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Georgia passes controversial “foreign agents” bill

Georgia's parliament has passed a controversial “foreign agents” law, despite widespread domestic opposition and warnings from the European Union that its enactment would hinder the country's chances of joining the bloc.

The new law will require organizations that receive more than 20% of their funding from abroad to register as “agents of foreign influence” or face stiff fines. Opponents say the legislation builds on similar laws in Russia that the Kremlin has used to increasingly extinguish opposition and civil society.

The law was approved on Tuesday (14) by 84 legislators voting in favor and 30 against.

Many Georgians fear that the law on foreign agents will be used in the same way in their country. Georgia's parliament now has 10 days to send the bill to President Salome Zourabichvili, who has already voted to veto it. Zourabichvili has two weeks to do so, but parliament can override his objection with a simple majority.

The bill has become a cultural flashpoint in a country that, like Ukraine, is caught between Russia and Europe. Polls show that around 80% of Georgians want to join the EU, but Moscow's geopolitical orbit has proven difficult to break out of.

Georgia applied to join the bloc in 2022 and was granted candidate status in December, a move seen as an effort to reverse the former Soviet republic's trend toward Russia. a However, EU leaders made it clear that passing the law on foreign agents would jeopardize Georgia's chances of membership.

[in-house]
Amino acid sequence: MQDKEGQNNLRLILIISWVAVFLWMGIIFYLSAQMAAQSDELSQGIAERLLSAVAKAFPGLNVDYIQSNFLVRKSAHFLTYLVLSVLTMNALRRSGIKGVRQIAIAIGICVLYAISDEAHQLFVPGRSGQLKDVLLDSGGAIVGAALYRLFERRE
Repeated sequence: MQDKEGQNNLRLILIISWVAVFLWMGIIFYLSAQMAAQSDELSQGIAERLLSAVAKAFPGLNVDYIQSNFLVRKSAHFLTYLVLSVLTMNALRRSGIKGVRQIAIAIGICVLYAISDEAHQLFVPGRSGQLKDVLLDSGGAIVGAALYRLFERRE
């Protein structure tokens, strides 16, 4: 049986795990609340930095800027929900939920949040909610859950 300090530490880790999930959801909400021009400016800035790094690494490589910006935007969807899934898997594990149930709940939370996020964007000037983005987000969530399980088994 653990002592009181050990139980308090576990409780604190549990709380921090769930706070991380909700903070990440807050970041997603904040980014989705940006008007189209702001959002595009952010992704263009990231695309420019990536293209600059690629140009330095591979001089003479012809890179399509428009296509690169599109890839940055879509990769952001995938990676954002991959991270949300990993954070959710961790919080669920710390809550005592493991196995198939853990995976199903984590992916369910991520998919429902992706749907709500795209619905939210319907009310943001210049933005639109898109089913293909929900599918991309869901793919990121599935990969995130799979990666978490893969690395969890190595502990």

The United States also expressed concerns about the bill and the “democratic backsliding” in the country, which is located in the Caucasus Mountains, bordering Russia to the north and Turkey, Armenia and Azerbaijan to the south.

Georgian Dream, the ruling party that pushed the legislation, responded to the criticism, saying the measure will promote transparency and national sovereignty. But the party has long been suspected of harboring pro-Russian sympathies, especially given that its founder, billionaire former Prime Minister Bidzina Ivanishvili, made his fortune in the Soviet Union.

The movement of the bill generated a feverish response, including in parliament, where fights and shouting broke out during the hours-long debate that preceded the law's approval on Tuesday. Similar scenes unfolded last month when an opposition lawmaker punched a prominent Georgian Dream member in the face, sparking a wider brawl.

Many anti-Russian and pro-European Georgians remain angry about Russia's 2008 invasion and the fact that the Kremlin still occupies about 20% of Georgia's internationally recognized territory – roughly the same proportion that Russia occupies in Ukraine.

Nightly protests have closed the capital, Tbilisi, for about a month. Around 50,000 people came out on Sunday (12) night in the city of 1 million inhabitants to demonstrate against what they called “Russian law”.

“It’s a Russian law. It is an exact duplicate of Putin's law that was adopted a few years ago and then supplemented to crush civil society,” Zourabichvili, the Georgian president and a long-time opponent of Georgian Dream, told CNN in an interview.

Levan Khabeishvili, a protester who was seriously injured after being beaten by police, told CNN that the law is yet another example of how Moscow tries to assert its authority in the region. A CNN reached out to authorities to get more information about why police used excessive force against him.

“We know that this law is dangerous for our future. It threatens our partnership with the West,” said Khabeishvili.

The Kremlin claimed the law was being used to “stir up anti-Russian sentiments.” Dmitry Peskov, a spokesman for Russian President Vladimir Putin, said on Tuesday that criticism of the bill amounted to “undisguised interference in Georgia’s internal affairs.”

Current Prime Minister Irakli Kobakhidze's office declined an interview request from CNN .

Source: CNN Brasil

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